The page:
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finding 'test bar'

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  • finding 'test bar'

    I'm looking for something that'll indicate spindle runout in my Rockwell 11 lathe.

    I've seen references to a lathe 'test bar', and even though I think that's something more elaborate than what I'm looking for, I searched for it on this forum.

    I searched every which way I could think of and always got 500 results, all of which included 'test' but never 'test bar'.

    What I need is something straight and round so I can figure out what's wrong with my lathe. Some time ago, I bought 3/4 x 6" dowel pin from McMaster Carr, but it was crooked. Might have been round, but wasn't straight.

    I tried using an Enco Jacobs chuck arbor held in a 5c collet and am seeing over a thou of runout. After finding out everything I could about installing spindle bearings properly I ended up with even more. Before I scrap the lathe, I thought I'd try to find something known round and straight.

    Frustrating all around.

  • #2
    A true test bar is very expensive, sometimes in the $500 range. Most of the old lathes are just plain worn out, and not a whole lot you can do. If you need something pretty close the only realistic solution would be use a 4 jaw chuck and dial in the workpiece before cutting. I would not scrap the machine, unless you buy a brand new import or find a Hardinge or Monarch it will be the same old story.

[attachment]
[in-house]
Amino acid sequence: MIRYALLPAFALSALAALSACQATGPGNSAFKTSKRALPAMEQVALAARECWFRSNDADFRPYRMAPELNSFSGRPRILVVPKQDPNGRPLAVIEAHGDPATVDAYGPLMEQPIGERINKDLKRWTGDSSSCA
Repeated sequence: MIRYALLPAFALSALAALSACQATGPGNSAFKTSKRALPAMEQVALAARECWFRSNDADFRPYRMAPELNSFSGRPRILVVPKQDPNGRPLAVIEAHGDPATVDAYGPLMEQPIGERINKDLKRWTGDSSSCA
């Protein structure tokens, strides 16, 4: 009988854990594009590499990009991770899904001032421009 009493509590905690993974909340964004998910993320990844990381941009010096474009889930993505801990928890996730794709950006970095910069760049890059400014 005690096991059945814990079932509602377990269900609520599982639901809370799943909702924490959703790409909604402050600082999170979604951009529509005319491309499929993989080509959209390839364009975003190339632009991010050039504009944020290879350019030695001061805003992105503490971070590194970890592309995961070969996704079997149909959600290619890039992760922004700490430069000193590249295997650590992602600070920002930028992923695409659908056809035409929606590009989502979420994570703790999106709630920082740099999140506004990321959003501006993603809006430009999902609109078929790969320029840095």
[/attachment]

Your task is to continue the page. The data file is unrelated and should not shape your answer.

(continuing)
• #3
      I've always thought that Jose Rodriguez's description of a lathe test bar was a very well written article.
      Rather than ad lib I'll direct you to a link with Jose's article.
      Home, down in the valley behind the Red Angus
      Bad Decisions Make Good Stories​

      Location: British Columbia


      • #4
        You can do a lot of tests without a test bar. What's wrong with your lathe?
        I seldom do anything within the scope of logical reason and calculated cost/benefit, etc- I'm following my passion-


        • #5
          I don't know what level of precision you are needing or looking for and most lathes leave the factory with less than that much runout but if you are getting that kind of results with unknown test components I would think your lathe is probably at least as good as an awful lot of lathes.
          Don Young


          • #6
            Brownell's has 2 different length test bars


            I hope this is what your looking for


            PS...if you get one, have it sent USPS, first two tries for me through UPS